While this prison like gate stood guard in a very unnatural way in a very natural place, it did do one good thing. It turned the flow of water 90 degrees and dug out a very deep and dark hiding spot for some pretty big healthy trout. This was a spot that when approached correctly and fished strategically, would produce one if not two 20+ inch fish most every time we were there. It was great. Not many people would walk much further than the access site so the spot was never occupied when we would go there to fish. And best of all, it held big fish that could be caught.
This was a pretty standard fish for East Side spot. This won’t happen anymore.
But that spot is gone and what’s left is skid steer tracks and a man made gavel bar. The channel was completely diverted to dump all of the water into the slough and virtually no water was left to flow into the natural channel. Concrete barriers were sitting on the bank waiting to reinforce the “improvements”. It looks more like a parking lot than a river now.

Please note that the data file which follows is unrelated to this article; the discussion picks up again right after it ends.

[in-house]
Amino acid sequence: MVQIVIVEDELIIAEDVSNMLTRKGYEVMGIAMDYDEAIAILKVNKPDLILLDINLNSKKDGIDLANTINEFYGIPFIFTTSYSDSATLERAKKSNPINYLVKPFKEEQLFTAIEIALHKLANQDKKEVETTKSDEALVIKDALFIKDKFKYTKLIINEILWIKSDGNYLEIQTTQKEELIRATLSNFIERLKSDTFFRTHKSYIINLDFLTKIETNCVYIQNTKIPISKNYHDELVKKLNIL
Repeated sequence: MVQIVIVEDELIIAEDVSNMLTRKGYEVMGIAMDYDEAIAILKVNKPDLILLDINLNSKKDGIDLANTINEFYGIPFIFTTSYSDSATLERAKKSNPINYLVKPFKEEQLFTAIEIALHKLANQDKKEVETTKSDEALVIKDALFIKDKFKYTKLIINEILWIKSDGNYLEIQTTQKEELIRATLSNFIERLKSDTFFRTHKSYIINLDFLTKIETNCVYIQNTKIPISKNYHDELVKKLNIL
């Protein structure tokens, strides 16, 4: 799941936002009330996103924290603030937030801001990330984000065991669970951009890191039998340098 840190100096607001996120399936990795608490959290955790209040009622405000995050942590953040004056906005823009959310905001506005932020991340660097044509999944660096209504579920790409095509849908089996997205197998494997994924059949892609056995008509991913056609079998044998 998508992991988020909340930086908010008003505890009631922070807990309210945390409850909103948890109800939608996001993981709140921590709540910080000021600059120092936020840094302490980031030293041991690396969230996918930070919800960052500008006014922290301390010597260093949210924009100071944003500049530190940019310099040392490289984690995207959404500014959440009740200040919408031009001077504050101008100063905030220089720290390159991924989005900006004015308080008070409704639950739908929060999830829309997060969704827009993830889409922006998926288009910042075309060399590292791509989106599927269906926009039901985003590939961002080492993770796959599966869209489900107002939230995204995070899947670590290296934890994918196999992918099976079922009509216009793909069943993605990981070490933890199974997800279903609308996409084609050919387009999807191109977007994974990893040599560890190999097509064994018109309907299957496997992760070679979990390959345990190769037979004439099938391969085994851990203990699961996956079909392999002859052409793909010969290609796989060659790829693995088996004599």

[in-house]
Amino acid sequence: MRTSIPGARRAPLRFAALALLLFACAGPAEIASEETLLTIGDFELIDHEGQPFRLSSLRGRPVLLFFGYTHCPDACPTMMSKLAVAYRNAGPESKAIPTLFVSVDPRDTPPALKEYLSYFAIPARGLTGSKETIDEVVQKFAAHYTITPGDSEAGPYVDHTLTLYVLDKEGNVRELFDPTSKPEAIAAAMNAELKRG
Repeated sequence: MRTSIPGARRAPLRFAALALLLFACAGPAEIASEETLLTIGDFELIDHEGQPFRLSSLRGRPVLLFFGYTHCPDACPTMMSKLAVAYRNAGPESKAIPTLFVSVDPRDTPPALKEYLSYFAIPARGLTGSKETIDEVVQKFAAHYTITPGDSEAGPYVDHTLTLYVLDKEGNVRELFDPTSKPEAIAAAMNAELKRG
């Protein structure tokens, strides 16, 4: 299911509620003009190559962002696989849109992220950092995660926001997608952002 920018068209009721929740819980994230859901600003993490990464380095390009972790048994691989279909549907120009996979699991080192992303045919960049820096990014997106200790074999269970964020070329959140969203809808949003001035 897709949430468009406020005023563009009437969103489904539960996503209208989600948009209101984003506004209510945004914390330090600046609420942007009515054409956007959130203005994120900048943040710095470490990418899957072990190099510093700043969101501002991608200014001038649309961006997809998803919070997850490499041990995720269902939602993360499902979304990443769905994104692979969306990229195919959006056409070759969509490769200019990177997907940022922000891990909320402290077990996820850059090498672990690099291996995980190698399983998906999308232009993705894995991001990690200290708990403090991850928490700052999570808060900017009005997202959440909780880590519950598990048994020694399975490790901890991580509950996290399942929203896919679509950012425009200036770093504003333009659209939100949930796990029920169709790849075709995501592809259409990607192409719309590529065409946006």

An upstream view of the “New and Improved” East Side Channel
What is now left after the water flows into Mitchell Slough.
They were generous enough to let this much water continue to flow down the rivers natural course. Forget the rest of the channel below this, it will dry up and become an empty stream bed.
I will be the first to admit that I am no expert in water law, river reconstruction or public vs. private rights. But what I see here is wrong. Destroying a public resource for the betterment of an already private and over controlled waterway? I just don’t get it.
If someone who gave this project a stamp of approval would be willing to explain why this is the right thing to do, I would love to hear them out and maybe come to terms with what has happened to this once loved fishing spot.
I won’t hold my breath.
I am sure Ed Abby’s, George Hayduke would have a few choice words for the fellas that gave this the go ahead.
We Finally were able to get it together and get out to do some fly flickin’. And just as I remembered it was pretty dang fun. I knew there was a reason we played this whole game for a reason.
Enough B.S. here are the best photos from about the last week of so.
Streamer season in on its way and its looks to be spunky. The weather is headed in a favorable direction and duck season opens this weekend. Maybe a little cast and blast is in order.
Take the time today to educate yourself about the Pebble mine. Make sure you learn what a bad idea it is and then help us fishermen everywhere in a stand against it.